The research focus is on the study of bone microstructure and its chemical characteristics to reveal insights into the lifestyle and any pathological conditions of human populations in their environments. Sample preparation set up for a wide range of artifacts is also available. Current active projects involve the study of tetracycline in rat bones and another project involving malaria entitled Identifying Malaria Parasitic Infection in Archaeological Human Bones. Preliminary results for the latter project is planned to be presented at the International Symposium on Archaeometry May 2010 conference in Tampa, Florida.
Recently completed projects at the archaeometallurgy laboratory include analysis of bronze artifacts from Tell Leilan, Syria, a study of the sources of brasses used in early American scientific instruments, determination of the origin of iron thought to date to AD 600 found in an excavation in Ohio, and with Krysta Ryzewski of Brown University, a method of using microstructure to identify the method of manufacture of nails recovered from a seventeenth century site in Rhode Island.
Ongoing projects are preparation of a handbook for identifying historic nails in the laboratory, examination of metal artifacts in collaboration with Professor Vance Haynes of the University of Arizona, and a study of cast iron in Chinese statuary with Dr. Thomas Chase. The catalog and laboratory data for the over 600 reference specimen in the laboratory's reference collection is being converted to digital format.
Ceramic Petrography Lab
Field School Dirty/Clean Labs
From October to November 2009, the third season of Yale excavations will be taking place at the Dye Works site in Bethlehem, Pennsylvania. Following the excavations, analyses will be carried out on the excavated artifacts.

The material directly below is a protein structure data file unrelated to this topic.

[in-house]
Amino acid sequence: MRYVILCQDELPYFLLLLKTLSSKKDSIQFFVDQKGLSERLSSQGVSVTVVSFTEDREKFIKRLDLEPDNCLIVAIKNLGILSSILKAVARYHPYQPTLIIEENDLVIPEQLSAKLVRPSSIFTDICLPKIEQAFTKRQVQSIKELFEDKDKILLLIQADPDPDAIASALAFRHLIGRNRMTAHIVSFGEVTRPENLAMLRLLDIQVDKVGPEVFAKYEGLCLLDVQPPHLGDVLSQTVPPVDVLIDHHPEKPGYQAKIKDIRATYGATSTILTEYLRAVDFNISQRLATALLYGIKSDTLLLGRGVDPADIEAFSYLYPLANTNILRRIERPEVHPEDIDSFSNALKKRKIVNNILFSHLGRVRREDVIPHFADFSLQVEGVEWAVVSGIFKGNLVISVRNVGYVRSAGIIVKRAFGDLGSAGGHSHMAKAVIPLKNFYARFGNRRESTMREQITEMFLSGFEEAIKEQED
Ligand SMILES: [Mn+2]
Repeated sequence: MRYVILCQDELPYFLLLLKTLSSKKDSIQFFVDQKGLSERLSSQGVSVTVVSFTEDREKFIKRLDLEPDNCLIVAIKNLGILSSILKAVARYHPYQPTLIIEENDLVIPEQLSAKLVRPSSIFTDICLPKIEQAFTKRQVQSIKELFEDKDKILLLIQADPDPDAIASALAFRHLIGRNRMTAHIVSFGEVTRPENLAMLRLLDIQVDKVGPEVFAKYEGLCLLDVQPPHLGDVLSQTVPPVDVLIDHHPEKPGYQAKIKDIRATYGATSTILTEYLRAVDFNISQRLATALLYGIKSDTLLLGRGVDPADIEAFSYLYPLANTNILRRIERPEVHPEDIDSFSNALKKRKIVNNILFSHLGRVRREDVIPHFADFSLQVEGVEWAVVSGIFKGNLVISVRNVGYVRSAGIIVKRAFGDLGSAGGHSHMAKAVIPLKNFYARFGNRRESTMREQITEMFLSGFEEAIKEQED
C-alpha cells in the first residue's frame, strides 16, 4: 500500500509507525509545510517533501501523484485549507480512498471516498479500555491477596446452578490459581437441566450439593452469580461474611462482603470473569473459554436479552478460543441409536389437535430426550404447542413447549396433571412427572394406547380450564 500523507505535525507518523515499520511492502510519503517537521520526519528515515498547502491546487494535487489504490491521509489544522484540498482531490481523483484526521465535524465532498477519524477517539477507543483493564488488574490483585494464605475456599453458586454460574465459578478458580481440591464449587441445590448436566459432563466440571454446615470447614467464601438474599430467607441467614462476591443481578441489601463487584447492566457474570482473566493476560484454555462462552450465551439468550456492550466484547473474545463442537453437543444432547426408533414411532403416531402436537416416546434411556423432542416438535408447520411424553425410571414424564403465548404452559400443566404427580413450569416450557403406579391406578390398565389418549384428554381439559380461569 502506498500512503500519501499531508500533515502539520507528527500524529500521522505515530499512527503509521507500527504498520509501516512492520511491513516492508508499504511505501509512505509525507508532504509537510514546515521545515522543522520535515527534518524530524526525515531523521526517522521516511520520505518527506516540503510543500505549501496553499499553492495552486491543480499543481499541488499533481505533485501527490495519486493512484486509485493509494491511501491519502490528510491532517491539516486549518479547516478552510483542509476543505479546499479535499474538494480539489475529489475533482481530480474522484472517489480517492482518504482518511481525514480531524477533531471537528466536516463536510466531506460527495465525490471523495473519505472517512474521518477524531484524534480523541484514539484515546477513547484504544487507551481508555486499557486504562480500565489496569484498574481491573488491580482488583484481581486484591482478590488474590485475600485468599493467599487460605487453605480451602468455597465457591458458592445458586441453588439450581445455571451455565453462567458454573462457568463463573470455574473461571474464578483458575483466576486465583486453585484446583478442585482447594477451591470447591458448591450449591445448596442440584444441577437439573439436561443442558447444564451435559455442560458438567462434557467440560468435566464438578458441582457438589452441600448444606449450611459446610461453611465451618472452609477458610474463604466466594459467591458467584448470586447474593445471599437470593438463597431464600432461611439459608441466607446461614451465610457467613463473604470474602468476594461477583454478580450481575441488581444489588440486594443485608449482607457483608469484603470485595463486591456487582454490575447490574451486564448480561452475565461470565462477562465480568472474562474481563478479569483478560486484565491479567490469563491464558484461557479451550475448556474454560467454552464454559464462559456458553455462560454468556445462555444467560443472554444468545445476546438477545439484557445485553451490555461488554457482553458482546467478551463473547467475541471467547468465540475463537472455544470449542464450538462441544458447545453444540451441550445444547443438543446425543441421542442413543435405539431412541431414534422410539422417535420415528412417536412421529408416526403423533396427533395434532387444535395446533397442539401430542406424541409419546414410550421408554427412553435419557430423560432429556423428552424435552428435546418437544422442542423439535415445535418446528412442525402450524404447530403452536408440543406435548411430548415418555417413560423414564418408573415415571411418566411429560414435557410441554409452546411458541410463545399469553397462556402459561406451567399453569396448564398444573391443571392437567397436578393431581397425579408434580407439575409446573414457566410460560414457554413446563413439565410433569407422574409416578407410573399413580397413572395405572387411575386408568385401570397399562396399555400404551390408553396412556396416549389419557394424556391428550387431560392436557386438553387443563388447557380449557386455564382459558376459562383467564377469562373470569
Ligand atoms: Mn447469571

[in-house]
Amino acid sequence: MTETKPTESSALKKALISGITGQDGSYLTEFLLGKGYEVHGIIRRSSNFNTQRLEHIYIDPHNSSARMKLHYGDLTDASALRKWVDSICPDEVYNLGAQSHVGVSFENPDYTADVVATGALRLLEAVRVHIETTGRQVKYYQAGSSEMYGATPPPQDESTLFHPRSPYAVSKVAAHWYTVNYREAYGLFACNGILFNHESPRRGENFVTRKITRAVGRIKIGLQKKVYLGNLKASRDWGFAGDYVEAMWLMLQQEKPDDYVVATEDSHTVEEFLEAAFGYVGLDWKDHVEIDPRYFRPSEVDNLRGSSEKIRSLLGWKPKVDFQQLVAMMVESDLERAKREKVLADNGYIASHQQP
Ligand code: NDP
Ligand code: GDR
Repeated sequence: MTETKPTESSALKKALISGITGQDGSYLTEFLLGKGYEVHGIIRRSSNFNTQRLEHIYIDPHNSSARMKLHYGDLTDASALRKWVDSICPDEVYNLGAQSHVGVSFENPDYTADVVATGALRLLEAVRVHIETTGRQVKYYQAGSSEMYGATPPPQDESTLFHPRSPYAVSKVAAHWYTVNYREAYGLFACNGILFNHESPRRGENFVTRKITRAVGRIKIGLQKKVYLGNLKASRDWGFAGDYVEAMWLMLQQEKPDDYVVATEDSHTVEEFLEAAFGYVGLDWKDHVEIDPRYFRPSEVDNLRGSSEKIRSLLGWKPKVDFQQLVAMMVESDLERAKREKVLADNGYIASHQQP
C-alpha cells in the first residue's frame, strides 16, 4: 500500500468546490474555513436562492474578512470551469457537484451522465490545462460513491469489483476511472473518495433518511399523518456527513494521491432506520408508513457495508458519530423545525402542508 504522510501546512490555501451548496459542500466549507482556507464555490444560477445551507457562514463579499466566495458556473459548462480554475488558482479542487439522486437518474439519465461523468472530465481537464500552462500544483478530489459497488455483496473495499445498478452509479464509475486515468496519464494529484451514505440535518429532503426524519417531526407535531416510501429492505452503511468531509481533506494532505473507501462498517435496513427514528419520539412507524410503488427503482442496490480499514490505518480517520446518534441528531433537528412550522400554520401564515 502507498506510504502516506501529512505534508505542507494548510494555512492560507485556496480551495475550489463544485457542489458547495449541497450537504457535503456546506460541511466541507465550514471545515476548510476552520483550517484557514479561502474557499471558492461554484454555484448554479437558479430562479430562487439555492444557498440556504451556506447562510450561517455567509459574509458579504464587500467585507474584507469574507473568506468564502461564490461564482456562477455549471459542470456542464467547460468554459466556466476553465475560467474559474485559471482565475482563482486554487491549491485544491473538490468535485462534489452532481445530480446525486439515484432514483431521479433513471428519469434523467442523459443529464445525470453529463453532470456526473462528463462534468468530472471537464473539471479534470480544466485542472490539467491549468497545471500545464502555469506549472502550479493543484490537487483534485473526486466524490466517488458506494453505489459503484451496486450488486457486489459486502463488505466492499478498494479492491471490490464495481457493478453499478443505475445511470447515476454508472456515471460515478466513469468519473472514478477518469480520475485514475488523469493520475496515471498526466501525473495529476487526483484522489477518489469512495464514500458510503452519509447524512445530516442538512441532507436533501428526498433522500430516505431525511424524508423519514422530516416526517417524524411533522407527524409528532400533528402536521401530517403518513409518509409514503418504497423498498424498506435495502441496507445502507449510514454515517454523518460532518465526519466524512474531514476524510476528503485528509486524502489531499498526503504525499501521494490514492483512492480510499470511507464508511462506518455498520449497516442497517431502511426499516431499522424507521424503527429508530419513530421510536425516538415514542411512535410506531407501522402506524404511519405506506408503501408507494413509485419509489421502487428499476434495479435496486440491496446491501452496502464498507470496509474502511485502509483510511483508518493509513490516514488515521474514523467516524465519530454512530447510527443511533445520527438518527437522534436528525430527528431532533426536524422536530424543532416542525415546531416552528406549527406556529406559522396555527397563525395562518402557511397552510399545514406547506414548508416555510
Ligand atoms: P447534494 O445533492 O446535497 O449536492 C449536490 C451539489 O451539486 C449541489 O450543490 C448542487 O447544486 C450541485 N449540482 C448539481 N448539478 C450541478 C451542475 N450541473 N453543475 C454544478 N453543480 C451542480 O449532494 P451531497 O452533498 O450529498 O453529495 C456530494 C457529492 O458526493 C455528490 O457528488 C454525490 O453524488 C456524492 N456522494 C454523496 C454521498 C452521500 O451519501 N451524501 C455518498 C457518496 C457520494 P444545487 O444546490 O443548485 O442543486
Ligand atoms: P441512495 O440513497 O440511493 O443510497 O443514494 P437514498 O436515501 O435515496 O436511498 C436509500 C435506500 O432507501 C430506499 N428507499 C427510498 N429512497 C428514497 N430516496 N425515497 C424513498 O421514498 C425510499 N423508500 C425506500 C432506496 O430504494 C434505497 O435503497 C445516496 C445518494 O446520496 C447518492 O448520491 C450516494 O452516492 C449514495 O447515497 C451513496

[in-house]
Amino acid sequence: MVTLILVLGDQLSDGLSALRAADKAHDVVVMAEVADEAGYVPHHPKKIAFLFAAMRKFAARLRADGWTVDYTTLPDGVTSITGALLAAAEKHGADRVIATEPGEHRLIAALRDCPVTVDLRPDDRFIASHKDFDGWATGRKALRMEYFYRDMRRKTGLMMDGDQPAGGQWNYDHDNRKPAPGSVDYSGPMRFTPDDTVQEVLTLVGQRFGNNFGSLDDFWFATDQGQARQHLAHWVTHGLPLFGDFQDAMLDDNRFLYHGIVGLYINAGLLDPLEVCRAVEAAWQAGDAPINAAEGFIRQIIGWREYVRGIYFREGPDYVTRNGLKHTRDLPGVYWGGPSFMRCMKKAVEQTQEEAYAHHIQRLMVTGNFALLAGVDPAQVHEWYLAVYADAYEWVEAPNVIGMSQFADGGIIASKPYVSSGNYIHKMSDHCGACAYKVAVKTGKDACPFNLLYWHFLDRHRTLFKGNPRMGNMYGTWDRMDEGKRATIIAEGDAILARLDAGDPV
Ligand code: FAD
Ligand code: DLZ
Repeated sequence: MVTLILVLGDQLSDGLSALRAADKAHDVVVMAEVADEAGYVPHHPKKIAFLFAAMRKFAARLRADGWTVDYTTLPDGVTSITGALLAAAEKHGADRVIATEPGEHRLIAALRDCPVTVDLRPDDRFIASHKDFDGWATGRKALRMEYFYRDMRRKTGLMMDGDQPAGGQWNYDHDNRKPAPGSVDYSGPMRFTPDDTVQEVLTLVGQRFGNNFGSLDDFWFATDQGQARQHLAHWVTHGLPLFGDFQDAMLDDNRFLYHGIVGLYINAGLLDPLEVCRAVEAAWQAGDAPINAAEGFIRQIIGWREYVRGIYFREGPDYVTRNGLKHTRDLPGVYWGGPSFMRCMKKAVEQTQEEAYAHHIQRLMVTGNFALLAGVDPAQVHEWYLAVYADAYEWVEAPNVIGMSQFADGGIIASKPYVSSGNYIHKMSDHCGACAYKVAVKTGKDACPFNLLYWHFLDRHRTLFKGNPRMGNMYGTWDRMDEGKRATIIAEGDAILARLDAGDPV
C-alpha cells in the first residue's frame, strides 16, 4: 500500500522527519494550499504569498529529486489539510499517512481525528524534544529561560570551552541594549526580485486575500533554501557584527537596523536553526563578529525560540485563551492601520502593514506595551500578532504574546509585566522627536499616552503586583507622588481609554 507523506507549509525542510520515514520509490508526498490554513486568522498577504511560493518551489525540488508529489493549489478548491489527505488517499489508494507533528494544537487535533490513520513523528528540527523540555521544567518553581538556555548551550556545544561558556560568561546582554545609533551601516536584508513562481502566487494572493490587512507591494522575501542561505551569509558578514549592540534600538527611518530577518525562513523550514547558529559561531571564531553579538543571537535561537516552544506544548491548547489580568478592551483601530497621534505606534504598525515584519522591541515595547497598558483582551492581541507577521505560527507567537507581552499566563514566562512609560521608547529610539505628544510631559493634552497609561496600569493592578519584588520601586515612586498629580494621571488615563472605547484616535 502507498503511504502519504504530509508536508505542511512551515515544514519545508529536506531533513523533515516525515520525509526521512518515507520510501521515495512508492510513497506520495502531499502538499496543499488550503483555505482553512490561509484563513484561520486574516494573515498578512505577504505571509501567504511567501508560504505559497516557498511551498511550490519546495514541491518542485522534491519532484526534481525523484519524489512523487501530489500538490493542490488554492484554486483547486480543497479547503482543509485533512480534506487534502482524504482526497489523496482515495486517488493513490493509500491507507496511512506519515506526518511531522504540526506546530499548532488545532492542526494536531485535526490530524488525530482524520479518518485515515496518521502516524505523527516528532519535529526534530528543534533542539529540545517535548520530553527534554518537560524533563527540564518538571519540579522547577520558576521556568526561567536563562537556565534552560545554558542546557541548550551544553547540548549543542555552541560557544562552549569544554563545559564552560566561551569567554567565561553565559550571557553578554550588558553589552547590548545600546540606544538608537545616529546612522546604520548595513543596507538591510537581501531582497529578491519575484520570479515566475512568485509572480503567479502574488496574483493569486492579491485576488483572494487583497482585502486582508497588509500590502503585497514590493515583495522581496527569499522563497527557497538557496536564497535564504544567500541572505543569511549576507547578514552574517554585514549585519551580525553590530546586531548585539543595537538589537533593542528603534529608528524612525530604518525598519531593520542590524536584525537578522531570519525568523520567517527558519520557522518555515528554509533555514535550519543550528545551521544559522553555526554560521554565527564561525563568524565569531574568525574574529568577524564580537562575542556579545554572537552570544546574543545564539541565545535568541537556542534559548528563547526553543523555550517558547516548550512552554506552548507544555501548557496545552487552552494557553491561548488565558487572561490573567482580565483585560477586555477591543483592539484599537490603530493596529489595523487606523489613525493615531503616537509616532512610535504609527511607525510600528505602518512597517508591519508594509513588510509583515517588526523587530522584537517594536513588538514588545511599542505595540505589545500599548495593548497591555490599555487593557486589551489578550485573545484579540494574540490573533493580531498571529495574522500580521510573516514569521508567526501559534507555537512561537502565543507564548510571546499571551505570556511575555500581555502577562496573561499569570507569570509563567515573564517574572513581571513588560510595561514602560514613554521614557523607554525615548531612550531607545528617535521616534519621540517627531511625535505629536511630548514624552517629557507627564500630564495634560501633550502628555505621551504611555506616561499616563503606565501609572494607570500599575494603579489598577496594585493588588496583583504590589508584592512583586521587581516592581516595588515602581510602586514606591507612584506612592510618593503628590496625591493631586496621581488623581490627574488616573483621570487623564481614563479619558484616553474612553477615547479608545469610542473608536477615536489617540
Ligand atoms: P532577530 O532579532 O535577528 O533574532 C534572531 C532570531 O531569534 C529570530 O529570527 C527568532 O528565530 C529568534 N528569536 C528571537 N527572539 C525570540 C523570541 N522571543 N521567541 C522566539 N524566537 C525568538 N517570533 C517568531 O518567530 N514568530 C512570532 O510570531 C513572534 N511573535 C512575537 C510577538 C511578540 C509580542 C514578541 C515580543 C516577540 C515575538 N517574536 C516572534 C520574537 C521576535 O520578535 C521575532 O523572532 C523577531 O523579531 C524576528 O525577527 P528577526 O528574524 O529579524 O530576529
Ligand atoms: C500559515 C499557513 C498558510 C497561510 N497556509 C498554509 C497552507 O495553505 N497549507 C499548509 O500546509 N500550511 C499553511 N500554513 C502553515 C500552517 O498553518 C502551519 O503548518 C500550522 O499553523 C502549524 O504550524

Organization of documents and artifacts from the previous field school site, Henry Whitfield House in Guilford, Connecticut, is being carried out to prepare their return to the State of Connecticut.
An independent soil chemistry project is also being carried out on comparing the use of open space by ancient inhabitants of contemporaneously occupied paired sites east of Copán, Honduras. This study, “Let No Space Go to Waste: Comparing the Uses of Space between Two Late Classic Centers in the El Paraiso Valley, Copan, Honduras”, was recently accepted for publication in the Journal of Archaeological Science. In addition, currently working on submitting NSF funding for investigating open area activities of La Carona (Site Q) in the Peten, Guatemala.
Fume Hood Lab
This is shared space with the Biological Anthropology section to carry out any work involving hazardous chemicals that require the use of a fume hood. Current activities involve archaeohistology and soil chemistry analysis.
Kiln and LSC Room
The kiln is being prepared for use in a ceramics analysis course scheduled for 2010.
Spatial and Visual Technologies Lab